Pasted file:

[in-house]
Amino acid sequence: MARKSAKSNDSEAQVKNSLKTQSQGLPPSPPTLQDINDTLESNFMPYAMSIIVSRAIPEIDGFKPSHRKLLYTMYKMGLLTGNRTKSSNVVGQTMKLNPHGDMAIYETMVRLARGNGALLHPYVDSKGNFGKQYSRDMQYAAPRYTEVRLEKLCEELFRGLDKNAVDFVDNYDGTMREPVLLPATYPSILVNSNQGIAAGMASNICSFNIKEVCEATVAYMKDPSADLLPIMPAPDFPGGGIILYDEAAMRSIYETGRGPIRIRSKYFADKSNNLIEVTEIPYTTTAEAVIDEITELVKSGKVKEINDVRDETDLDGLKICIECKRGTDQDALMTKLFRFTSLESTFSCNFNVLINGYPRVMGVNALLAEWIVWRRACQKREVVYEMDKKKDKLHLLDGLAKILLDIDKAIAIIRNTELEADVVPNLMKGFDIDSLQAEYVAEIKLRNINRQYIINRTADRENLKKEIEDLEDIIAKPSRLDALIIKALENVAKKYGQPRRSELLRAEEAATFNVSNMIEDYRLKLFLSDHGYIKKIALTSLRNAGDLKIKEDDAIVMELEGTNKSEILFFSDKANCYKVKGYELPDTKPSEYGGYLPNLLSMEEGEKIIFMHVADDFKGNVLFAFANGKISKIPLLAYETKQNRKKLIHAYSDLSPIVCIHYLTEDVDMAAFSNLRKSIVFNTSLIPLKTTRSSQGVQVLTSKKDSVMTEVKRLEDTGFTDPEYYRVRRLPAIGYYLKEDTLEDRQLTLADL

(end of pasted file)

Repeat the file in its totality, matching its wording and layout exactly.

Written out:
[in-house]
Amino acid sequence: MARKSAKSNDSEAQVKNSLKTQSQGLPPSPPTLQDINDTLESNFMPYAMSIIVSRAIPEIDGFKPSHRKLLYTMYKMGLLTGNRTKSSNVVGQTMKLNPHGDMAIYETMVRLARGNGALLHPYVDSKGNFGKQYSRDMQYAAPRYTEVRLEKLCEELFRGLDKNAVDFVDNYDGTMREPVLLPATYPSILVNSNQGIAAGMASNICSFNIKEVCEATVAYMKDPSADLLPIMPAPDFPGGGIILYDEAAMRSIYETGRGPIRIRSKYFADKSNNLIEVTEIPYTTTAEAVIDEITELVKSGKVKEINDVRDETDLDGLKICIECKRGTDQDALMTKLFRFTSLESTFSCNFNVLINGYPRVMGVNALLAEWIVWRRACQKREVVYEMDKKKDKLHLLDGLAKILLDIDKAIAIIRNTELEADVVPNLMKGFDIDSLQAEYVAEIKLRNINRQYIINRTADRENLKKEIEDLEDIIAKPSRLDALIIKALENVAKKYGQPRRSELLRAEEAATFNVSNMIEDYRLKLFLSDHGYIKKIALTSLRNAGDLKIKEDDAIVMELEGTNKSEILFFSDKANCYKVKGYELPDTKPSEYGGYLPNLLSMEEGEKIIFMHVADDFKGNVLFAFANGKISKIPLLAYETKQNRKKLIHAYSDLSPIVCIHYLTEDVDMAAFSNLRKSIVFNTSLIPLKTTRSSQGVQVLTSKKDSVMTEVKRLEDTGFTDPEYYRVRRLPAIGYYLKEDTLEDRQLTLADL